St. Peter the Apostle Church, known as the Mother of the West was the Mother Church of all churches in West Baltimore. The cornerstone was laid on 23 May, 1843 at Poppleton and Hollins Streets.
Designed by the famous Baltimore born architect, Robert Cary Long*, Jr., the church was patterned after the famous temple Theseus in Athens and is constructed in the classical Grecian style, the outside Doric, and the inside Corinthian. Mr. Long was also the architect of the Franklin Street Presbyterian Church, St. Alphonse, the Lloyd Street Synagogue, the wrought iron fences surrounding the Washington Monument and the Cathedral of the Assumption.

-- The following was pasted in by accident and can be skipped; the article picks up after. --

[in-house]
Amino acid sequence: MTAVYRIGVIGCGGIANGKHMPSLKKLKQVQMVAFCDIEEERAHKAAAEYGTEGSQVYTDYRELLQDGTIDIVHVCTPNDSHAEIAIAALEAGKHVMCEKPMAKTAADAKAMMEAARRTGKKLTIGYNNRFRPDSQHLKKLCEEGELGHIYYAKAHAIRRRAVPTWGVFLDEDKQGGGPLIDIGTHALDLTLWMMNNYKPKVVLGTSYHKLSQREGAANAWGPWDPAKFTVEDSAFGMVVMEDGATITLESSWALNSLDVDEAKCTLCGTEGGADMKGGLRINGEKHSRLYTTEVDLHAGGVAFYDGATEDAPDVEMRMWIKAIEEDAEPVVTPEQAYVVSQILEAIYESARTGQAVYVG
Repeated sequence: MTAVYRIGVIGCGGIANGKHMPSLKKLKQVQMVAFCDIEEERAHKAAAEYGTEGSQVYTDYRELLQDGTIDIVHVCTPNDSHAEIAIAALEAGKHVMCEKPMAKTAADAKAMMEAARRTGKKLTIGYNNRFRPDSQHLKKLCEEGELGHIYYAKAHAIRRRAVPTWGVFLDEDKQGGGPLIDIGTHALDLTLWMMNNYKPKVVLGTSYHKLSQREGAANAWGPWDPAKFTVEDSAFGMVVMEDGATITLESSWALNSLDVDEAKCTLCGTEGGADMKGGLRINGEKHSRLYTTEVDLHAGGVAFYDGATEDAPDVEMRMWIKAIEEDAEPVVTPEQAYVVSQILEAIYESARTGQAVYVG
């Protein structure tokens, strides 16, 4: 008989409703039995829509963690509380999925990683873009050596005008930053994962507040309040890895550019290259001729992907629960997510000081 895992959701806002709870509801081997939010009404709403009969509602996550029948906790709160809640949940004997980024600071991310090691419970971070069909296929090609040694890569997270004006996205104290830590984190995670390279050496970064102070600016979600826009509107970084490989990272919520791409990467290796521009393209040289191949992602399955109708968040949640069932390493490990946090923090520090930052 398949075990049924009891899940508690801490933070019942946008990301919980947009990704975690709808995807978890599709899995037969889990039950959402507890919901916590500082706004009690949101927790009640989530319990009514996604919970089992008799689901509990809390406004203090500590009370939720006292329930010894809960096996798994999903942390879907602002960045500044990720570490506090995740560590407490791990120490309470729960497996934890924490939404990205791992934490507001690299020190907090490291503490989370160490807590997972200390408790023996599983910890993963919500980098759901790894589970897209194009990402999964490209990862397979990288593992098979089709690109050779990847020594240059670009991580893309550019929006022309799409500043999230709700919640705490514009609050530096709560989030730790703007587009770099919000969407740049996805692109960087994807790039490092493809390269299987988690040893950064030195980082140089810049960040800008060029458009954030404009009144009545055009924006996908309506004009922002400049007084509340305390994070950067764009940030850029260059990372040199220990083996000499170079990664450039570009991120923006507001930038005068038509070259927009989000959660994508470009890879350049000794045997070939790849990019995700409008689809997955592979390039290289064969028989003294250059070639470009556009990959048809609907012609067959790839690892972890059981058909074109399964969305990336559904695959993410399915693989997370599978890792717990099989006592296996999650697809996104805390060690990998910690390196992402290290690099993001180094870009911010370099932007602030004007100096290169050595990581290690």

Baltimores Fifth Archbishop, Samuel Eccleston, created St. Peters Parish in 1842 and commissioned Edward McColgan, a young Irish priest, to lead the thousands of Irish immigrants. Money was raised quickly for the new church, and the Irishmen of the neighborhood gladly furnished free labor. So great was the response that many were refused. Construction went forward smoothly, leading to its dedication on 22 September, 1844, before a grand ceremony attended by a Whos Who in Catholic leadership. Interestingly, St. Peters was designed and intended to include colored persons.
In a note of historical interest, Babe Ruth, Americas most famous baseball player, grew up nearby on Emory Street, was baptized at St. Peter's, and later attended Saint Marys Industrial School, planned and designed by Father McColgan in 1860 as a school for incorrigible boys.
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